This article is an edited extract from the upcoming June issue of Inside Learning Technologies and Skills magazine.

Last month, Nicholas Baum explained some of the principles of something called ‘me-learning’. He outlined the mechanics of how an e-learning course can become a space in which learners can visualise new behaviours in action: ‘Here’s where I am; here’s where I could be; this is what I need to do to get there’. Personalised input and personalised output via emotionally charged content is another way to put it.

The approach has been proven to work in courses such as that developed by Transport for London on mental resilience, where qualitative and quantitative evaluations drew a direct line from meaningful emotional engagement to massive return on investment. So how does it work? Where does the why really come from? What ‘buy-in buttons’ should those who design learning (and learning platforms) be pushing?

A revolution which has been gathering pace in the field of behavioural economics is highly relevant here. It’s changing the way that we are shaping the online world more generally, and e-learning needs to sit up and listen.

Traditional economics has treated the human as homo economicus, who is ‘Sovereign in tastes, steely-eyed and point-on in perception of risk’. The problem with this model is that ‘homo economicus is a rare breed.’ I would go further and say that the self-interested, calculating human doesn’t really exist at all. In fact, our brain chemistry motivates us to make decisions that aren’t necessarily rational or even self-interested.

Our memories are structured around emotional peaks and troughs, not averages or a steady accumulation of benefits. The ‘endowment effect’ means, for example, that we’ll place a much higher price on a teacup that is ours, than on an identical cup which isn’t – and we even hold on to shares long after the point where it made sense to sell them. A sense of belonging is the trump card.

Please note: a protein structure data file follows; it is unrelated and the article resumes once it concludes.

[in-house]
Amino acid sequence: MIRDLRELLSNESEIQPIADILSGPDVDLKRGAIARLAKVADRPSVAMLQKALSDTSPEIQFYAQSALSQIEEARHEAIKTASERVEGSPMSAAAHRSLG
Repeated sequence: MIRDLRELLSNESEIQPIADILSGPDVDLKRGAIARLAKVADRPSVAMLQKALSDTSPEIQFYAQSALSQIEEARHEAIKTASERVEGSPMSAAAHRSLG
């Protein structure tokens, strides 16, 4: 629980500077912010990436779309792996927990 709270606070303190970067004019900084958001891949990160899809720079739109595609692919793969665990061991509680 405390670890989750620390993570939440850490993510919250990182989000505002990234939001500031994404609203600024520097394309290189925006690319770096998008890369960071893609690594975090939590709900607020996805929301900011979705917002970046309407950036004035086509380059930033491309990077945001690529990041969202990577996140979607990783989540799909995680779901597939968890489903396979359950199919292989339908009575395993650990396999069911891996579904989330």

This complicates our thinking about motivations for learning, and explains why the addictive learning environment can’t be as easily manufactured as we perhaps thought. It might make perfect sense to you why a learner would naturally engage with a learning intervention because it has social and game-based characteristics – that’s what creates a sense of reward, right?

But your course or platform is an imposter: it doesn’t carry with it the same emotional highs or the sense of belonging as the experience you based it on. It is a feature, emptied of emotional benefits.

To make e-learning better at changing behaviours, it’s time to start seriously asking where the e-learning course or platform that you have planned fits into the emotional narrative of your learners’ lives. What mood state are you going to capture and utilise? Most importantly, how are you going to make a learner feel like it belongs to her? In this sense, perhaps it’s time to start including emotional outcomes, as well as learning outcomes, in your next project specification.

Find out more by attending Saffron’s seminar on emotional investment in learning at the upcoming Learning Technologies Summer Forum. You can register here for free.